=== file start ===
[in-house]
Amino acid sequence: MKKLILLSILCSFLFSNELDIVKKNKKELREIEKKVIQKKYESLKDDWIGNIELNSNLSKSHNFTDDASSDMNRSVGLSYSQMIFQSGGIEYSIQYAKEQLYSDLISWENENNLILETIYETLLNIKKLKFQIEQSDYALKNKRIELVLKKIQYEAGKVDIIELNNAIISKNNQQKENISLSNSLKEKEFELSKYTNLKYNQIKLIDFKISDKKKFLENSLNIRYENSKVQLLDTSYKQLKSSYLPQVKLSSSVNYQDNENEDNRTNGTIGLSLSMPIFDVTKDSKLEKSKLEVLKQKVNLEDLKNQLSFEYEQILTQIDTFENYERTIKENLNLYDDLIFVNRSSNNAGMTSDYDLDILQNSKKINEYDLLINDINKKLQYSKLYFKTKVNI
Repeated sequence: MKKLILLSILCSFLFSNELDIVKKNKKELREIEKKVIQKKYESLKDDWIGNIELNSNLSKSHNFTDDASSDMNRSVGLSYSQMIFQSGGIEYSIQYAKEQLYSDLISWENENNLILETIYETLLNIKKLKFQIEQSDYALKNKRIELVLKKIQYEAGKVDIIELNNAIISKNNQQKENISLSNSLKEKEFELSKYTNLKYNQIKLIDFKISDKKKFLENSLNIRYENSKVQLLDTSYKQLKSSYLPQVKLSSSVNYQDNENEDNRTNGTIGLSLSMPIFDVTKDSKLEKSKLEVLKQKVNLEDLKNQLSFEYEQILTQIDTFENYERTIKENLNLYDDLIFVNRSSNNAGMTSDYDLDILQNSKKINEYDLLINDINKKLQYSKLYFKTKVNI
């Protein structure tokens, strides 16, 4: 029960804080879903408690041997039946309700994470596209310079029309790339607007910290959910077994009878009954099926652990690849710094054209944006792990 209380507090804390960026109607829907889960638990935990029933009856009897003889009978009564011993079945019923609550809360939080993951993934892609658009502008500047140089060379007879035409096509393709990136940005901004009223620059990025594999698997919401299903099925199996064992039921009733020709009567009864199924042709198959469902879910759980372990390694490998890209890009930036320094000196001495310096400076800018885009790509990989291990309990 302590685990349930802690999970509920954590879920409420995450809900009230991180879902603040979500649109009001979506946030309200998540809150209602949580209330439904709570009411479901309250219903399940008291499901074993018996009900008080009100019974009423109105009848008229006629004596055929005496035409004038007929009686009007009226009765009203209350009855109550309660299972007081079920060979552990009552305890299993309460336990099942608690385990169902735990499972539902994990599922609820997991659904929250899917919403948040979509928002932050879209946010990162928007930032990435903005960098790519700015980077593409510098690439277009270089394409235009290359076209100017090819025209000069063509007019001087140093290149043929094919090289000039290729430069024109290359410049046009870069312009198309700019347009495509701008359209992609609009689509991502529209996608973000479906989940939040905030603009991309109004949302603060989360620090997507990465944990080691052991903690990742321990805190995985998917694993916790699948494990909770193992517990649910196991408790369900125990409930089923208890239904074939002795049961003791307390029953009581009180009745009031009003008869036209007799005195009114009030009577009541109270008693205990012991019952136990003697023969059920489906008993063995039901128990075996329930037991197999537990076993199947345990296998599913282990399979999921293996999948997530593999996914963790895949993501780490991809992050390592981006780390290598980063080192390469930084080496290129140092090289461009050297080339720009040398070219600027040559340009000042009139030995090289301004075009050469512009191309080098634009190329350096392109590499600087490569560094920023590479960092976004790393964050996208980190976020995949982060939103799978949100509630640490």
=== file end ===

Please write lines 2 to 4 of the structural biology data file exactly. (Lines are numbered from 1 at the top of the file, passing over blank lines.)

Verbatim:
Amino acid sequence: MKKLILLSILCSFLFSNELDIVKKNKKELREIEKKVIQKKYESLKDDWIGNIELNSNLSKSHNFTDDASSDMNRSVGLSYSQMIFQSGGIEYSIQYAKEQLYSDLISWENENNLILETIYETLLNIKKLKFQIEQSDYALKNKRIELVLKKIQYEAGKVDIIELNNAIISKNNQQKENISLSNSLKEKEFELSKYTNLKYNQIKLIDFKISDKKKFLENSLNIRYENSKVQLLDTSYKQLKSSYLPQVKLSSSVNYQDNENEDNRTNGTIGLSLSMPIFDVTKDSKLEKSKLEVLKQKVNLEDLKNQLSFEYEQILTQIDTFENYERTIKENLNLYDDLIFVNRSSNNAGMTSDYDLDILQNSKKINEYDLLINDINKKLQYSKLYFKTKVNI
Repeated sequence: MKKLILLSILCSFLFSNELDIVKKNKKELREIEKKVIQKKYESLKDDWIGNIELNSNLSKSHNFTDDASSDMNRSVGLSYSQMIFQSGGIEYSIQYAKEQLYSDLISWENENNLILETIYETLLNIKKLKFQIEQSDYALKNKRIELVLKKIQYEAGKVDIIELNNAIISKNNQQKENISLSNSLKEKEFELSKYTNLKYNQIKLIDFKISDKKKFLENSLNIRYENSKVQLLDTSYKQLKSSYLPQVKLSSSVNYQDNENEDNRTNGTIGLSLSMPIFDVTKDSKLEKSKLEVLKQKVNLEDLKNQLSFEYEQILTQIDTFENYERTIKENLNLYDDLIFVNRSSNNAGMTSDYDLDILQNSKKINEYDLLINDINKKLQYSKLYFKTKVNI
């Protein structure tokens, strides 16, 4: 029960804080879903408690041997039946309700994470596209310079029309790339607007910290959910077994009878009954099926652990690849710094054209944006792990 209380507090804390960026109607829907889960638990935990029933009856009897003889009978009564011993079945019923609550809360939080993951993934892609658009502008500047140089060379007879035409096509393709990136940005901004009223620059990025594999698997919401299903099925199996064992039921009733020709009567009864199924042709198959469902879910759980372990390694490998890209890009930036320094000196001495310096400076800018885009790509990989291990309990 302590685990349930802690999970509920954590879920409420995450809900009230991180879902603040979500649109009001979506946030309200998540809150209602949580209330439904709570009411479901309250219903399940008291499901074993018996009900008080009100019974009423109105009848008229006629004596055929005496035409004038007929009686009007009226009765009203209350009855109550309660299972007081079920060979552990009552305890299993309460336990099942608690385990169902735990499972539902994990599922609820997991659904929250899917919403948040979509928002932050879209946010990162928007930032990435903005960098790519700015980077593409510098690439277009270089394409235009290359076209100017090819025209000069063509007019001087140093290149043929094919090289000039290729430069024109290359410049046009870069312009198309700019347009495509701008359209992609609009689509991502529209996608973000479906989940939040905030603009991309109004949302603060989360620090997507990465944990080691052991903690990742321990805190995985998917694993916790699948494990909770193992517990649910196991408790369900125990409930089923208890239904074939002795049961003791307390029953009581009180009745009031009003008869036209007799005195009114009030009577009541109270008693205990012991019952136990003697023969059920489906008993063995039901128990075996329930037991197999537990076993199947345990296998599913282990399979999921293996999948997530593999996914963790895949993501780490991809992050390592981006780390290598980063080192390469930084080496290129140092090289461009050297080339720009040398070219600027040559340009000042009139030995090289301004075009050469512009191309080098634009190329350096392109590499600087490569560094920023590479960092976004790393964050996208980190976020995949982060939103799978949100509630640490």